Evers nominates Green Bay location as national estuarine research site
Gov. Tony Evers today announced he will be nominating a multi-component site in the bay of Green Bay for inclusion in the National Estuarine Research Reserve (NERR) System, a national network of 30 sites across the coastal United States and the Great Lakes designed to protect and study estuaries and their coastal wetlands.
The site is made up of a number of natural areas along the bay’s shoreline and the surrounding region that were submitted to the governor by the University of Wisconsin (UW)-Green Bay, which has been the lead state organization behind the effort to designate a Bay of Green Bay NERR for the last several years.
The governor’s letter to the National Oceanic and Atmospheric Administration (NOAA) nominating the site is available here. The full site nomination document will be submitted to NOAA in late November.
“Wisconsin is home to some of the most precious and unique freshwater lakes and waterways in the country, and Green Bay is a top example of that as the largest freshwater estuary in the world within one of the largest reservoirs of freshwater on the planet,” Evers said. “I’m proud of the investments we’ve made in protecting our waters and ensuring they remain available for folks across our state, and this federal designation will enable us to build on our work with our partners at UW-Green Bay and the federal level to bring even more resources and attention to this critically important ecosystem.”
The selection of the natural area sites for a potential Bay of Green Bay NERR is a significant milestone in the NERR designation process and a step toward bringing the water quality research, educational programming, and technical expertise that come with such a designation to Northeast Wisconsin.
UW-Green Bay will continue to lead the state’s efforts through the next steps toward NERR designation, and if selected, the reserve will be a non-regulatory entity managed by UW-Green Bay with program guidance and technical assistance from NOAA.
“This is an exciting next step for our region. UW-Green Bay is committed to studying, preserving, and protecting the area that includes the largest freshwater estuary in the world,” said UW-Green Bay Chancellor Michael Alexander. “The partnership that can happen by bringing in a national network of coastal research experts will provide information that is locally relevant and nationally significant and bring attention and support to the region to help solve some of the challenges facing our great waterways. This is an effort we are proud to lead.”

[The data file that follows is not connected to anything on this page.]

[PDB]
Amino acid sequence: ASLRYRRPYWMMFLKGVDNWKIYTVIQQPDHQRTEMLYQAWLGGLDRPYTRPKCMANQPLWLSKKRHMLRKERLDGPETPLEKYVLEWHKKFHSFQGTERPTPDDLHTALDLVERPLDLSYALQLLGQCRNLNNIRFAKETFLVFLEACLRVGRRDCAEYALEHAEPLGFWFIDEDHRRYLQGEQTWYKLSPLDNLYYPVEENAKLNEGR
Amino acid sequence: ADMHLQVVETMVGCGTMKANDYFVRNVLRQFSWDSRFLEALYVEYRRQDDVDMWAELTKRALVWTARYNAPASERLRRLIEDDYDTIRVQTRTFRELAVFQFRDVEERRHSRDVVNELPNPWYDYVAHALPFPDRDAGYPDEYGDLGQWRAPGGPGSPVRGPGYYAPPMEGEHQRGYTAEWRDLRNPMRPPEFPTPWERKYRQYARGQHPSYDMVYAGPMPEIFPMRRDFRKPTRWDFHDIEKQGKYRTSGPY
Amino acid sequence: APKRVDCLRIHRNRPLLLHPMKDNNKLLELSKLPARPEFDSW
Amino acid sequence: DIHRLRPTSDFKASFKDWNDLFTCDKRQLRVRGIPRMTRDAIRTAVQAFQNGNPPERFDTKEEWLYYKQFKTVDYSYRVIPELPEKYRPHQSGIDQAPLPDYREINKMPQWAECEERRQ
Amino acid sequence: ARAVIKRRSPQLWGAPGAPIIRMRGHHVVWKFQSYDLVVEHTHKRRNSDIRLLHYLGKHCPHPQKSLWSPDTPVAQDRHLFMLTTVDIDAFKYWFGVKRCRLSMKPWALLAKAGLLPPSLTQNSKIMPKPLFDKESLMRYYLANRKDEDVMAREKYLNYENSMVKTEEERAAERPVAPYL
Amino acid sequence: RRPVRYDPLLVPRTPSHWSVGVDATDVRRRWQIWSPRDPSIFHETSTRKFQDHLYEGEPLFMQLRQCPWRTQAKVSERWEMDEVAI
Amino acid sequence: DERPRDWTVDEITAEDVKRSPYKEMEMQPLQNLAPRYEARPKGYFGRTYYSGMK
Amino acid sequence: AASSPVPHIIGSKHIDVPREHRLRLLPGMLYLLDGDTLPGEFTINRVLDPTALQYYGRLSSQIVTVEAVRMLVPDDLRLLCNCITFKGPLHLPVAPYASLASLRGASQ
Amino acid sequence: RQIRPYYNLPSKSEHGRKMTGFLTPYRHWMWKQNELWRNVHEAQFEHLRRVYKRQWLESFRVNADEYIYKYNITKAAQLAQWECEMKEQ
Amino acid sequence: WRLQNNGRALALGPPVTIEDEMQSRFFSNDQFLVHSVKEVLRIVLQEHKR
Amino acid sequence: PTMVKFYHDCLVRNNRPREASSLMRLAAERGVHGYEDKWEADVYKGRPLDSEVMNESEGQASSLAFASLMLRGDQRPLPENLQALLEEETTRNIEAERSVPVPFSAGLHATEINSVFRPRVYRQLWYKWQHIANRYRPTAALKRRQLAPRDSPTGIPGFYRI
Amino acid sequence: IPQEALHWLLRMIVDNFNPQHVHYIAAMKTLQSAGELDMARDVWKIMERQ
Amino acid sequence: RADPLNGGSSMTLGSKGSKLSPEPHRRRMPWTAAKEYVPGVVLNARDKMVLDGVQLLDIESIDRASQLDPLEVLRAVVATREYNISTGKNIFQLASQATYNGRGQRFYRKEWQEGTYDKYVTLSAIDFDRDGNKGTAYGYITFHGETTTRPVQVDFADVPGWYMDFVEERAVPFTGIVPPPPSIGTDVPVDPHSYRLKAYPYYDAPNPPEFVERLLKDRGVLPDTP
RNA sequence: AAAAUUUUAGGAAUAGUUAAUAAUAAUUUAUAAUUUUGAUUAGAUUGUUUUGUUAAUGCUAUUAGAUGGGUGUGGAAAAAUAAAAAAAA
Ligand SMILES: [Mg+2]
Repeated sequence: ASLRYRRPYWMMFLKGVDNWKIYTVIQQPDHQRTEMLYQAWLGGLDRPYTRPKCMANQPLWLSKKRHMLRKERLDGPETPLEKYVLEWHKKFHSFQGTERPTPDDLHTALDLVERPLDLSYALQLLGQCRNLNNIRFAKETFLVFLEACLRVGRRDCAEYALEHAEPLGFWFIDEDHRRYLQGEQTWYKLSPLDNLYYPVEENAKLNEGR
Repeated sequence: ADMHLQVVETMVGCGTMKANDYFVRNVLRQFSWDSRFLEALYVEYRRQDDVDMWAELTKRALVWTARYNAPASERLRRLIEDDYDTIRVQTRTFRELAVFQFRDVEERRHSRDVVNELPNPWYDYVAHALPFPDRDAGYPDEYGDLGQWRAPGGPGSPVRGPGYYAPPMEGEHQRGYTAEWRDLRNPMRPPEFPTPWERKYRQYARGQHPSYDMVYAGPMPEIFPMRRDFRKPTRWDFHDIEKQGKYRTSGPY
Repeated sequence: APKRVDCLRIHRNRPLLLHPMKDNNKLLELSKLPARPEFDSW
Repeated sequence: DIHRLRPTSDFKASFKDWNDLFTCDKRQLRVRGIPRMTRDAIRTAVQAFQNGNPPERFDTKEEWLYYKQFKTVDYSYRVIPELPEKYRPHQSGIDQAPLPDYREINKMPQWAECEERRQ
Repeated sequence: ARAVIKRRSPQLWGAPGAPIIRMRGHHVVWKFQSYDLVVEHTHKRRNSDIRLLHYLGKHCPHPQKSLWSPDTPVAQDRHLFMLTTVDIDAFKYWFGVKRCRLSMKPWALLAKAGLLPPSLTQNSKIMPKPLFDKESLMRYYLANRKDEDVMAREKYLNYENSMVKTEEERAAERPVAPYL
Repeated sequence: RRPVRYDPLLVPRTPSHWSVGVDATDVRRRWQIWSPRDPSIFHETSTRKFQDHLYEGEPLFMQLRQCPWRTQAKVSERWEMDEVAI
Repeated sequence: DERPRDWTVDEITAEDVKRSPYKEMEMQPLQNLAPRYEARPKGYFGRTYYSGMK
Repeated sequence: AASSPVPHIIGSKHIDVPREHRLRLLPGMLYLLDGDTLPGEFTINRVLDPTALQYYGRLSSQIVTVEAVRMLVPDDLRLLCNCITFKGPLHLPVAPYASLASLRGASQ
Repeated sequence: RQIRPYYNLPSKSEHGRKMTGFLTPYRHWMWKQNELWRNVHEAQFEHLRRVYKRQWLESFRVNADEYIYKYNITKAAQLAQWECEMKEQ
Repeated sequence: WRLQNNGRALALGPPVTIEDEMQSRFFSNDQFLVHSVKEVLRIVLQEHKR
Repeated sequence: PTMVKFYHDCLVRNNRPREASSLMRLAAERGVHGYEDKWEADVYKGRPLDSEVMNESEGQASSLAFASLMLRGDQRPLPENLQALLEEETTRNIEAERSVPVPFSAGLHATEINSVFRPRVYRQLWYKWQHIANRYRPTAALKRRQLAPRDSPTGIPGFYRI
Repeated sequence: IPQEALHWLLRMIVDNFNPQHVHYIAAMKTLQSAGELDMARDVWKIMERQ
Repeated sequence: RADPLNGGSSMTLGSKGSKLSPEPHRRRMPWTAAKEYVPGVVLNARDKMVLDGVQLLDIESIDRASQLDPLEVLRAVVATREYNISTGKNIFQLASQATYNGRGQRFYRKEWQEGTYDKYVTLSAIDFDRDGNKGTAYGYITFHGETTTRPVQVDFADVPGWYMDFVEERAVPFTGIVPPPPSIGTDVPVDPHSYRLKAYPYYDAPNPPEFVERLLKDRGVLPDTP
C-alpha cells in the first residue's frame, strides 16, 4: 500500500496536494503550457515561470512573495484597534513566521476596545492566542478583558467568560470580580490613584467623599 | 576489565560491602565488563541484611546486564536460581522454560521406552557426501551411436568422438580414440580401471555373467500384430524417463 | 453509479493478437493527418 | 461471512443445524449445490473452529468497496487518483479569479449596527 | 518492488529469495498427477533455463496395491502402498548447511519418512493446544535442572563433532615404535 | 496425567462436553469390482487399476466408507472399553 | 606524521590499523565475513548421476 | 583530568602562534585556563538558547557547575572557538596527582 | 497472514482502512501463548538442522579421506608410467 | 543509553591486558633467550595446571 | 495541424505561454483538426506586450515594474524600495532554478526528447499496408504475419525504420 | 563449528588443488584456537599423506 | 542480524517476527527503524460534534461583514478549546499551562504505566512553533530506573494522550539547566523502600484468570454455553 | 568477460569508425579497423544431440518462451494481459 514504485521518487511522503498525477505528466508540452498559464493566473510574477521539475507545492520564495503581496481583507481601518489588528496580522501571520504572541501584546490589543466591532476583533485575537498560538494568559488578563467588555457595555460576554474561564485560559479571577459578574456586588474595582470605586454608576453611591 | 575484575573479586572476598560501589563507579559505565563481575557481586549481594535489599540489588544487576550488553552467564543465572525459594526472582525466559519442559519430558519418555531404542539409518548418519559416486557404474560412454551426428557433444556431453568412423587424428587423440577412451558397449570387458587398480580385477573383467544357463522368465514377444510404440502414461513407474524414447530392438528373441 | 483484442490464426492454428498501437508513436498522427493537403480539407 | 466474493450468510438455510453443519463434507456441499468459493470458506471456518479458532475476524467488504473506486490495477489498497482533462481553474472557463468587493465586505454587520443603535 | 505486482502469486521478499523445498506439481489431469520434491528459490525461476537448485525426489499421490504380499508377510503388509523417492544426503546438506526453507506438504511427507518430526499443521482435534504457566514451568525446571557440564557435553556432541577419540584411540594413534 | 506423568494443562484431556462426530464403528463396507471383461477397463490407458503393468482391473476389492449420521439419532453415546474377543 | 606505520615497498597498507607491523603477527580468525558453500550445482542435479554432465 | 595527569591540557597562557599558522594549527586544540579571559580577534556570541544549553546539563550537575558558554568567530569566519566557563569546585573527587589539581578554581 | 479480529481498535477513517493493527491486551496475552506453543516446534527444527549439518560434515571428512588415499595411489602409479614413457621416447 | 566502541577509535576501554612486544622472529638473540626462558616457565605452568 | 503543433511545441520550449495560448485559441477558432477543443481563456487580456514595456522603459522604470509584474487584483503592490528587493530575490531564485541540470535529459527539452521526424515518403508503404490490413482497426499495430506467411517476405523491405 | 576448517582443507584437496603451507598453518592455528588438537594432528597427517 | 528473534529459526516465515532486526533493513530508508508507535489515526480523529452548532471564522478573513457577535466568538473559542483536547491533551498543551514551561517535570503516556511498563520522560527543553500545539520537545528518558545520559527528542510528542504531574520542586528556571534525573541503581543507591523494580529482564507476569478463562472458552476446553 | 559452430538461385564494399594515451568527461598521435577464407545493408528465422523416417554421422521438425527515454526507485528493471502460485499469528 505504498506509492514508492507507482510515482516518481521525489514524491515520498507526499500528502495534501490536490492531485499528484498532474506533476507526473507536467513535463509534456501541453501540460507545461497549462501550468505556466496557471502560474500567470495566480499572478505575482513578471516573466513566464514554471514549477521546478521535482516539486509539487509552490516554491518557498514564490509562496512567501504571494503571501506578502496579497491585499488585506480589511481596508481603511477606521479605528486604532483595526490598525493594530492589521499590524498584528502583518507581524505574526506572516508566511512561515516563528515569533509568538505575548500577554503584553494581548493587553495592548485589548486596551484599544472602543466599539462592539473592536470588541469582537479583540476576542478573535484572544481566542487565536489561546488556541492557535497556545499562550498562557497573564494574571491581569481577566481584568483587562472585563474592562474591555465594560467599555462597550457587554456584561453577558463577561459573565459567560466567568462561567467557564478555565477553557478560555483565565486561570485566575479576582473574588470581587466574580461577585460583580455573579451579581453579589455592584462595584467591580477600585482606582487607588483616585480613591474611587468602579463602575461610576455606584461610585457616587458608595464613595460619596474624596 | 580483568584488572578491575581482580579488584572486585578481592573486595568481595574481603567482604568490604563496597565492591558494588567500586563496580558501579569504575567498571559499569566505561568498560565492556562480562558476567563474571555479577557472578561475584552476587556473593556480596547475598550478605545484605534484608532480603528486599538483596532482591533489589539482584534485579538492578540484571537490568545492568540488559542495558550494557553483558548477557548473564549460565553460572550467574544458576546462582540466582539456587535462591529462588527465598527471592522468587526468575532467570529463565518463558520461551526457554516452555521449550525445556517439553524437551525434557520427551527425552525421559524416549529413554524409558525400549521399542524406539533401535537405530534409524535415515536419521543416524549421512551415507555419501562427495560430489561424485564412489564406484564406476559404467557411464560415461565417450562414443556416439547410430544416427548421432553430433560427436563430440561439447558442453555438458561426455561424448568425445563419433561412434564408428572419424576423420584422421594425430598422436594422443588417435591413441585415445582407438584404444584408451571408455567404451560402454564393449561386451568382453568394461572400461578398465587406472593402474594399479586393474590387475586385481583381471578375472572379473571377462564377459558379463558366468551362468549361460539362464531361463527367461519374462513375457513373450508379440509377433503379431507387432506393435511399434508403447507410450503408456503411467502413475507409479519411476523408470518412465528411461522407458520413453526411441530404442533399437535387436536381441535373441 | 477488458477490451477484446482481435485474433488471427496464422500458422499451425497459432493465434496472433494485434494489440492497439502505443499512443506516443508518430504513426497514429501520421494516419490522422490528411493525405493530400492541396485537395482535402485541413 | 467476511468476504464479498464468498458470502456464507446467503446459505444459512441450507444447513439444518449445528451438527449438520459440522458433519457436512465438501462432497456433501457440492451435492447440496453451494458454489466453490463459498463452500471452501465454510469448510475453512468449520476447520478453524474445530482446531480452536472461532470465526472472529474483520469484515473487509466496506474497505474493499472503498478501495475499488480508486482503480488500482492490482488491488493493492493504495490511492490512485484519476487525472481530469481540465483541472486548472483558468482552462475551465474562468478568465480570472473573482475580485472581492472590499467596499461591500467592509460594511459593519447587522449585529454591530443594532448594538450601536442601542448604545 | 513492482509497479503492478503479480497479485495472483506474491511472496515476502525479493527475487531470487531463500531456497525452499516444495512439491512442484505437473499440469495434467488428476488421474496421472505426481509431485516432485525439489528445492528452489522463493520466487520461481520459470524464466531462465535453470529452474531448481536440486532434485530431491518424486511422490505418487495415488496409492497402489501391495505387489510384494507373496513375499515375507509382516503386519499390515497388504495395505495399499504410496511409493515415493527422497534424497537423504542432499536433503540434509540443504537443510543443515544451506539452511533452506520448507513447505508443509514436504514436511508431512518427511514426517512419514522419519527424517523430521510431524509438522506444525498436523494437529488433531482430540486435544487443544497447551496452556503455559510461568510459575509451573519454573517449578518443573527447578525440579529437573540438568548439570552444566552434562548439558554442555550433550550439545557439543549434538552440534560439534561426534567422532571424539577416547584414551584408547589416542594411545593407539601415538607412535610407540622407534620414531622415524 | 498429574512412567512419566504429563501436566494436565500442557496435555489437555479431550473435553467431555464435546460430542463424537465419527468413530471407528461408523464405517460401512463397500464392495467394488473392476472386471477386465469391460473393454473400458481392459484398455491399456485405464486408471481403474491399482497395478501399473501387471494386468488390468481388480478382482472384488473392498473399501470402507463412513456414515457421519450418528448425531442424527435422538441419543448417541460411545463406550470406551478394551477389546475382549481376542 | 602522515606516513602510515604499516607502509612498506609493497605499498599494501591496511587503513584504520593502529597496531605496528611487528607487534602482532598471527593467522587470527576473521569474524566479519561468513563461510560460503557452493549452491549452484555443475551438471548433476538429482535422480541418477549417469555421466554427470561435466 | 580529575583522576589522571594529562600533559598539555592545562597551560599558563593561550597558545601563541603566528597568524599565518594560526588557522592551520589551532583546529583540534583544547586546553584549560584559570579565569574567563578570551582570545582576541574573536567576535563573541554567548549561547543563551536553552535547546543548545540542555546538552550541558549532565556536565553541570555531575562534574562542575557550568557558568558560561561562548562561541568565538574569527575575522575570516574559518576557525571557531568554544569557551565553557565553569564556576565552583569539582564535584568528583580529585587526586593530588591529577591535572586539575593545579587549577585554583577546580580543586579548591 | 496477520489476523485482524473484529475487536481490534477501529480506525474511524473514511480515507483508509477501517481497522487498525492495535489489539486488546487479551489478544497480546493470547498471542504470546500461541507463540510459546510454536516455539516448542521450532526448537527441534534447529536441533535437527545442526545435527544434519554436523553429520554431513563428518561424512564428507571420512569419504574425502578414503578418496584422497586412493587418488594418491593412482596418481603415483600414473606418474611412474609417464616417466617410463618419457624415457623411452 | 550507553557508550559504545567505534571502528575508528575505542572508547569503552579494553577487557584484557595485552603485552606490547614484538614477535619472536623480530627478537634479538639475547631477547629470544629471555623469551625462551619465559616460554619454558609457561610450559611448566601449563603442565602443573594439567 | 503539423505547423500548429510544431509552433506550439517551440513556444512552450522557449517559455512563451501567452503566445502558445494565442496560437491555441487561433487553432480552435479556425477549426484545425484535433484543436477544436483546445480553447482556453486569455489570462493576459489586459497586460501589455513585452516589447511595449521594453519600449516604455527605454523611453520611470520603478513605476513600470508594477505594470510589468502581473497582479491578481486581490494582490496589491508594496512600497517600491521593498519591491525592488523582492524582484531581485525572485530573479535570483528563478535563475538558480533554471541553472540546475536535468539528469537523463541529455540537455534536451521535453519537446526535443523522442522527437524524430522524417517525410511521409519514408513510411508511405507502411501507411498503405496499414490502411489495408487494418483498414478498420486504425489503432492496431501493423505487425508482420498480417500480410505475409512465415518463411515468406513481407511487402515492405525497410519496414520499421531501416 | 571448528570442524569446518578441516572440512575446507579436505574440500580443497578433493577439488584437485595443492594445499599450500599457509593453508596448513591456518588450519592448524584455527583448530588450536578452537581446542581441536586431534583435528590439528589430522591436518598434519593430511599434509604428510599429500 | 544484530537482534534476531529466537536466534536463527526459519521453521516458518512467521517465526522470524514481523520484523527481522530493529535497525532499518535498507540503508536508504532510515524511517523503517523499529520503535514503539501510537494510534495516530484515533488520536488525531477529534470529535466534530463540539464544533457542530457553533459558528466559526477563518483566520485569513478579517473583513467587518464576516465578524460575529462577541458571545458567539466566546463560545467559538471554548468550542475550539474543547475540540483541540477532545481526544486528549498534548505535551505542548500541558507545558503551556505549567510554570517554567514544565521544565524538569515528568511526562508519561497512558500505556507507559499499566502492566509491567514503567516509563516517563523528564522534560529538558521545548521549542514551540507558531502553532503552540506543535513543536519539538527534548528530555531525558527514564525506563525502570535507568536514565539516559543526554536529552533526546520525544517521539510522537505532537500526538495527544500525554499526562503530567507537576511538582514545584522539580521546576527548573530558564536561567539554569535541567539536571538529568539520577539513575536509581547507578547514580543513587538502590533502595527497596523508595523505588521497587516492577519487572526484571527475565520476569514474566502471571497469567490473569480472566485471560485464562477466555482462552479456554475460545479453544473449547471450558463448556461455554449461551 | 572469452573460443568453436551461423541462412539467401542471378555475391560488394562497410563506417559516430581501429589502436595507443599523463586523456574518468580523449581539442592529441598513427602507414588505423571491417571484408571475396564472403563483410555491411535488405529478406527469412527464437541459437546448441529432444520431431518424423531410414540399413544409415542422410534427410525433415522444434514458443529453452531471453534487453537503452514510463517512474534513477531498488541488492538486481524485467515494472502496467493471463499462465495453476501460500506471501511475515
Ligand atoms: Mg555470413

The designation of a Bay of Green Bay NERR presents an opportunity to protect and restore the Green Bay ecosystem while generating economic, cultural, and recreational benefits for the entire region. The NERR designation will also bring national attention to the bay of Green Bay as an important waterway for the state and the Great Lakes region.
Only publicly owned lands, or land otherwise open to the public, are eligible to be included in the NERR, and no new land will be purchased for the designation.
The site proposal is the culmination of several years of local, grassroots support for a research reserve in Northeast Wisconsin. The proposed sites were selected following a comprehensive evaluation process that sought the input of the public, affected landowners, and other interested parties.
State and local agency officials, representatives from Tribal Nations, estuarine experts, and industry leaders served as committee members and evaluated candidate site areas. More information about the Bay of Green Bay NERR, the site selection process, and the next steps can be found here.